Avoid if allergic or hypersensitive to O-(beta-hydroxyethyl)-rutosides or plants that rutin is commonly found in, such as rue, tobacco, or buckwheat. Use cautiously in elderly patients. Use cautiously with skin conditions. Use cautiously if taking medications for edema, diuretics, or anticoagulation medications (e.g. heparin or warfarin). Use cautiously if pregnant or breastfeeding.
Seaweed, kelp, bladderwrack: Bladderwrack (Fucus vesiculosus) is a brown seaweed found along the northern coasts of the Atlantic and Pacific oceans and North and Baltic seas. Another seaweed that grows alongside bladderwrack is Ascophyllum nodosum, andit is often combined with bladderwrack in kelp preparations. Laboratory study has found anticoagulant properties in fucans or fucoidans, which are components of brown algae such as bladderwrack. However, high quality human studies are currently unavailable to support this use.
Avoid if allergic or hypersensitive to Fucus vesiculosus or iodine. Avoid with a history of thyroid disease, bleeding, acne, kidney disease, blood clots, nerve disorders, high blood pressure, stroke, or diabetes. Avoid if pregnant or breastfeeding.
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In antiphospholipid syndrome (APS), the immune system attacks proteins normally found in the blood or on the membrane of cells, causing clots to form. The exact cause of APS is not known. In patients with APS, some antibodies produced by the immune system don't function correctly. These malfunctioning antibodies are able to bind to specific proteins in patients with APS, including a protein called cardiolipin, a protein called ?2 glycoprotein I, and a protein called annexin V. Annexin V has strong clot blocking activity, so the binding of antibodies to Annexin V may cause increased clotting in patients. Cardiolipin normally functions in the mitochondrion (a compartment of the cell that generates energy). The normal function of ?2 glycoprotein I is unclear.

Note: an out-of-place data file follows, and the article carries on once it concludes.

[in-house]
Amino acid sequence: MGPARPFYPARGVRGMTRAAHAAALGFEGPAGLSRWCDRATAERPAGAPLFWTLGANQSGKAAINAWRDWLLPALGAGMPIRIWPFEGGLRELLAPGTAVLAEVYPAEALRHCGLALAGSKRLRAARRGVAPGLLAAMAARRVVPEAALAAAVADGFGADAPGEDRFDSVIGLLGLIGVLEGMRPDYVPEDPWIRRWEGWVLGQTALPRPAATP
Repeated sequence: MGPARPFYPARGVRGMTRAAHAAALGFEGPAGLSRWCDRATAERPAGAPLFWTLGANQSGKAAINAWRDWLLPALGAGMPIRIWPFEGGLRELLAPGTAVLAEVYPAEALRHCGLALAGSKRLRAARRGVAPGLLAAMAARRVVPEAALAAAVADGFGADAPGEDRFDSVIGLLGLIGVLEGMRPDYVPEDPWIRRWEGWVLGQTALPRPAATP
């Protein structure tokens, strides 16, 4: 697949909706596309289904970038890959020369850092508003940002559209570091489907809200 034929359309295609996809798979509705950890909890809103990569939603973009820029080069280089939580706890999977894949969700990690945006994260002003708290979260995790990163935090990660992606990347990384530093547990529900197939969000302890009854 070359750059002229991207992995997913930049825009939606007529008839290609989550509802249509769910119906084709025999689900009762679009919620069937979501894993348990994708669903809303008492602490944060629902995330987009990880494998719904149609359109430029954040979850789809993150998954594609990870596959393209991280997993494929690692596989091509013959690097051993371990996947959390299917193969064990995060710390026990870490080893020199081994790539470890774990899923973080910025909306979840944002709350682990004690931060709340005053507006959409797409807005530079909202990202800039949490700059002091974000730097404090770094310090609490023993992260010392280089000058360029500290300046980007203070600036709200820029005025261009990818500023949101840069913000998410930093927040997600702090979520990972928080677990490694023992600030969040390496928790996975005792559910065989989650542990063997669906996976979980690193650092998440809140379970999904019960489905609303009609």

The term antiphospholipid syndrome has been used because the malfunctioning antibodies were originally thought to bind to phospholipids, which are components of the cell membrane. Phospholipids have one region that has an affinity to water and one region that repulses water. They serve as a major structural component of the cell membrane. It is now known that the malfunctioning antibodies in APS do not attack phospholipids, but rather they attack proteins in the blood of APS patients. However, some of these proteins are able to bind to phospholipids, which likely led to some confusion during early research of the disease.
Antiphospholipid syndrome (APS) is an autoimmune condition (the immune system malfunctions and attacks normal components of the body). Individuals who have other autoimmune conditions (such as systemic lupus erythematosus, a condition leading to inflammation of body tissues) may be at greater risk of developing APS.
Some evidence suggests that APS may be due to inheritance of a defective gene because it has been reported to occur within multiple members of a family. However, a clear inheritance pattern has not yet been identified. Also, a gene or mutation that causes APS has not been identified.
It is possible to have antiphospholipid antibodies without having APA; approximately two percent of the population who does not have APS has antiphospholipid antibodies in their blood. In these people, the antibodies appear to be harmless.
The information in this monograph is intended for informational purposes only, and is meant to help users better understand health concerns. Information is based on review of scientific research data, historical practice patterns, and clinical experience. This information should not be interpreted as specific medical advice. Users should consult with a qualified healthcare provider for specific questions regarding therapies, diagnosis and/or health conditions, prior to making therapeutic decisions.